Some people might say that the Harbeth Super HL5plus XD speakers look ordinary, perhaps because they don’t have curved sides, chromed bits or some other fashion or fad of the hi-fi world. Well, yes, they look as ordinary as the Parthenon. Some might even say that they are not exciting, perhaps because they use no ribbons, horns or other trendy technology. Well, yes, they sound as un-exciting as Pavarotti. That’s because dispensing with those distractions, Harbeth has been creating loudspeakers (such as the SHL5plus XD for review here) that are becoming synonyms for British design, British reliability and British quality.
Not a Stereotype
I doubt that these speakers could look more classic than they do, so much so that if you’d send a layman to “buy a pair of hi-fi speakers”, he would be quite likely to come back with something of their size and proportions. They do look as you’d expect speakers to look on the first photo of the corresponding encyclopaedic entry, but that’s far from being any kind of an issue. Reinforcing this strong classical feel is the fact that in imperial measures they are along the lines of “foot by foot by two”. In other words, like a BBC standard.
The pair I auditioned had a cherry veneer and there are other real wood finishes available to make sure these speakers blend well into your listening environment. As per the general guidelines for things classic and standard, they have a cloth grille at the front that can be removed if you want a more detailed sound or if you prefer a more revealing look. Around the back you’ll find just two binding posts; no bi-wiring, no bi-amping, just good minimalist connection.
The quality of the workmanship is evident from the moment you set eyes on these speakers and that perception is reinforced even further when you touch and handle them. Every surface is flawless, indicating that you indeed got yourself a high quality product. With the grille off, you can also enjoy a view of drivers which impress with their build and attention to detail.
In terms of those drivers, you’ll find Harbeth’s proprietary Radial2 200mm precision moulded liquid polymer cone mid-bass driver supported by an inverted rubber rolls surround and large magnet system. A ferro-fluid-cooled 25mm dome tweeter and 20mm dome ‘SuperTweeter’ round out the driver configuration.
Harbeth’s specifications for the SHL5plus XD state a frequency response of 40Hz to 20kHz at +/- 3dB (free space measurement). A 6 ohms impedance and 86dB efficiency (2.83V/1m axial) make the SHL5plus XD and easy speaker to drive.
Harbeth does not provide any speaker stands, obviously relying on a plethora of stands available on the market. I used a pair of old stands that in the end did the job after some experimentation with various positions and mounting options.
Classic Sound, Classic Look
My listening room is 4m wide and 3.7m deep (a.k.a. “sideways”), and the distance between the central listening spot and each speaker is usually about 2.5m. A number of geometrical irregularities in the room dampen the standing waves and deliver pretty good acoustics with a reasonably flat frequency response. Most speakers I’ve tried perform very well in this space and Harbeth’s SHL5plus XD were no exception.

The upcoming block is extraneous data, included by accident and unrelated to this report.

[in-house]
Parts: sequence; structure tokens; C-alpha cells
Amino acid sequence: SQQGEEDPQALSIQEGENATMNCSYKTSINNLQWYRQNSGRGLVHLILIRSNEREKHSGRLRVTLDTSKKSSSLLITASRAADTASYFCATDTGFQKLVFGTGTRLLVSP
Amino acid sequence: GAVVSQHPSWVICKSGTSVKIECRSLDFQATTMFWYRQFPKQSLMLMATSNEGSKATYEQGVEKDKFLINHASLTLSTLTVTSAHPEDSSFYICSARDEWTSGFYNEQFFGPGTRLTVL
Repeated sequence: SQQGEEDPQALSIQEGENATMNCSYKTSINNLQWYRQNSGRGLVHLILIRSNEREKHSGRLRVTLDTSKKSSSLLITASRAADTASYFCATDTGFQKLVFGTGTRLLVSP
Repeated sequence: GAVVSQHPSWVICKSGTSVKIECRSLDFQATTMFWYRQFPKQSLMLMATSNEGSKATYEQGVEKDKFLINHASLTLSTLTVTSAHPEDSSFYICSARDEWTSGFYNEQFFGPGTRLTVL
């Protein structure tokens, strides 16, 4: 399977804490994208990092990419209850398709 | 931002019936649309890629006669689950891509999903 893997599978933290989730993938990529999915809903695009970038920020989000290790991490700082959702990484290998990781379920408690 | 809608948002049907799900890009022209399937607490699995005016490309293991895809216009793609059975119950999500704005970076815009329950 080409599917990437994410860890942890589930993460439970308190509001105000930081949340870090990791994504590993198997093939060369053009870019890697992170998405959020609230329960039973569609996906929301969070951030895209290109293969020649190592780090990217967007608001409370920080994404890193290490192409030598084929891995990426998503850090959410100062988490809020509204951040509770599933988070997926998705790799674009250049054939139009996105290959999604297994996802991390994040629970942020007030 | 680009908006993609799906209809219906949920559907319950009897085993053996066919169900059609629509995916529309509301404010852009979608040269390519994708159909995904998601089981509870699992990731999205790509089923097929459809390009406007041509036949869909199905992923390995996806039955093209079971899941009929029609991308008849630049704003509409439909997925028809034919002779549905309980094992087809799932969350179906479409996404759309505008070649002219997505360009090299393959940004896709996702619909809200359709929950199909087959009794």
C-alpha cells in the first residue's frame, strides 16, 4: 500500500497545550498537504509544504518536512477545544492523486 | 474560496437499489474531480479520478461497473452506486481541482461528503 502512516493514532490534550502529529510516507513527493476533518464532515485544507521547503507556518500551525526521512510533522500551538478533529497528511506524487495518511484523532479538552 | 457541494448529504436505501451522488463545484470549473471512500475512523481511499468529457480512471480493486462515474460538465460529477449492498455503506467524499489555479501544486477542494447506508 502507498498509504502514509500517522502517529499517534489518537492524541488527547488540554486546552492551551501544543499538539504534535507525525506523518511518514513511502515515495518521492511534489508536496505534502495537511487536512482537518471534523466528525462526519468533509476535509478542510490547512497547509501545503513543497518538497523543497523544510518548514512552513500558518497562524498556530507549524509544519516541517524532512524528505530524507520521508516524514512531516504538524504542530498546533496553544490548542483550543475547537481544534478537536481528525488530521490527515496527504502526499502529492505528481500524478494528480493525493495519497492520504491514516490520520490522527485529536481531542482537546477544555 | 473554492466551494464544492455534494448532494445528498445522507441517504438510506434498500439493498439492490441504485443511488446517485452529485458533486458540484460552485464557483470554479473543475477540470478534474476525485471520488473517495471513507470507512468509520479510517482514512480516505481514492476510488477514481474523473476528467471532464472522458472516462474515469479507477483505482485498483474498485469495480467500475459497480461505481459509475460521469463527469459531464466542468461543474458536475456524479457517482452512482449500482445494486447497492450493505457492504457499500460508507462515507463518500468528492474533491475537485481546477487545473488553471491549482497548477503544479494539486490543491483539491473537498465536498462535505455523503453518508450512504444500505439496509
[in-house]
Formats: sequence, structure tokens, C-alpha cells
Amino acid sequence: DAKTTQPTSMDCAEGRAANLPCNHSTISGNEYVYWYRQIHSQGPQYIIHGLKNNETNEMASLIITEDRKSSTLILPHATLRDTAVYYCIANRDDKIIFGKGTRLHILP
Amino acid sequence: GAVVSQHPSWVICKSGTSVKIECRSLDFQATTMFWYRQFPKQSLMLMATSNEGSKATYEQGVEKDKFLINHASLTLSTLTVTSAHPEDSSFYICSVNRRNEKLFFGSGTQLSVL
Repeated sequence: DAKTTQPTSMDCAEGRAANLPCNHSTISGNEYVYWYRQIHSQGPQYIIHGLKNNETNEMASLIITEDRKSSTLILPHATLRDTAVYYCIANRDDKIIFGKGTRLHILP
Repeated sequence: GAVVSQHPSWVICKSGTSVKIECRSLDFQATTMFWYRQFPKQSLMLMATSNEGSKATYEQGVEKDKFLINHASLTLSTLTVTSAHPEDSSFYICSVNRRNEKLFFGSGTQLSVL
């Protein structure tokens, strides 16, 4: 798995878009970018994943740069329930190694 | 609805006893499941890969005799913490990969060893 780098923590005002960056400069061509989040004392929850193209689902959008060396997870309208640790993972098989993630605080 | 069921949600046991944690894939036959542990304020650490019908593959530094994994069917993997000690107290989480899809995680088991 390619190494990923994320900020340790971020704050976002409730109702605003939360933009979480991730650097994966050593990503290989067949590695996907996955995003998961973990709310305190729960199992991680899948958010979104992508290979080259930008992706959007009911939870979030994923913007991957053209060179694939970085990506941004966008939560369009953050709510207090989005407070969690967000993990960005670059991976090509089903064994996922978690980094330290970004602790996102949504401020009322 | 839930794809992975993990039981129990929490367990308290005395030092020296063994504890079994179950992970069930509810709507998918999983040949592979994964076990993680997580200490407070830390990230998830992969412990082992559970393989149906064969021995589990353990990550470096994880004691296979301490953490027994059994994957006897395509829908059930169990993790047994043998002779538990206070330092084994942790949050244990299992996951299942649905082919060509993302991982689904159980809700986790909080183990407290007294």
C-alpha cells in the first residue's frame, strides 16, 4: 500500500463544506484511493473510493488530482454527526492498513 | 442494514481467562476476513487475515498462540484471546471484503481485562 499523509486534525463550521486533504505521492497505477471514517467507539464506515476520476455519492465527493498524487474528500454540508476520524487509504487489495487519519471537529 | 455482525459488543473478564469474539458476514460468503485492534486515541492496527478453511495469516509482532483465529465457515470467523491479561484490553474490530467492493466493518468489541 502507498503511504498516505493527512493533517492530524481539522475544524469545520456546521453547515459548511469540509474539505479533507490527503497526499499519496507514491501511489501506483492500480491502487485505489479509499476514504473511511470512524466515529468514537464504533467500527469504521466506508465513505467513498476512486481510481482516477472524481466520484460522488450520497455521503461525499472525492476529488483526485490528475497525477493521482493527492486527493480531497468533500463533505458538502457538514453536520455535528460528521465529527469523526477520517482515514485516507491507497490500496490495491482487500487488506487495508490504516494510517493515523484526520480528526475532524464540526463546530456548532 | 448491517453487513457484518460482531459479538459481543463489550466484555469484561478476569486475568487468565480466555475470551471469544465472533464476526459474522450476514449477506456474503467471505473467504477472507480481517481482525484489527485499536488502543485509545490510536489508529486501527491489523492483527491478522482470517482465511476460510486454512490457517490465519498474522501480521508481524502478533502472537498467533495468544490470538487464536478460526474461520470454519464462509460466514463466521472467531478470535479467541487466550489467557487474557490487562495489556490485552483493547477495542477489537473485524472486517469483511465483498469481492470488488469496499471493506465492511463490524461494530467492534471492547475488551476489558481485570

First thing first – a warning. When you hear these speakers for the first time, you might also hear a voice in your head solemnly and sonorously proclaiming: “Thou Shalt Need a Sub…” Please resist the urge to connect a subwoofer straight away. My recommendation is to first give your Harbeths a few hours of break-in and only then you might want to involve a sub if you still happen to crave more rumble. In my case, a few hours of power-break-in (speakers wired in counter-phase facing each, closely-positioned, mono signal from the amplifier) gave the bass a considerably deeper floor that alleviated the need for a subwoofer for most tracks. Low frequencies were still somewhat less pronounced than what I’m used to but not much, and Harbeths generously compensated for that by delivering a tightly defined bass with precise soundstage positioning.
My second warning is about the amplification. Please do not bother with anything that has less than 100 watts per channel at 4-6 ohms. It’s just not worth it. I tried and failed miserably, with confused sound of the listless kind. The SHL5plus XDs’ true nature was fully revealed when they had a 350 watts per channel at 4ohms amplifier behind them, one that was more than comfortable driving the 6 ohms load. With that amplifier, in addition to lively dynamics, there was a notable absence of perceptible sound coloration apart from just a hint of added warmth in the mid and high ranges when the front grille was on. This actually came in handy when playing old vinyl, because slight cracks and pops got dampened by the grille. With the grilles off, Harbeths’ tweeters (for better or for worse) enthusiastically revealed even a slightest hiss in a recording and unmasked some craftily-concealed noise in my hi-fi chain. Once the offending component was repaired, the SHL5plus XDs confirmed the successful rectification of the problem. Good work!
Just for the sake of it, I also connected these speakers to a rather cheap and very ordinary home theatre AV receiver and, although the sound produced was predictably of a lower quality, the difference was not as pronounced as I expected which indicates that SHL5plus XDs can be quite tolerant in this regard and that heir impedance presents an easily manageable load to an amplifier.
Out of the whole audible spectrum, the SHL5plus XDs impressed me most with their masterful reproduction of midrange frequencies. These speakers are in their true element when playing classical music; especially chamber orchestras and, perhaps to a slightly lesser degree, symphonic works. They prefer jazz to heavy metal and they absolutely love both female and male vocals. It was a special treat to hear Joan Baez’s voice in “East Virginia”, from her 1960 album Joan Baez, regardless of whether the source was an LP, CD or a streaming service. Particularly in the upper ranges of her exquisite voice, while her guitar had a most impressive presence and pluck.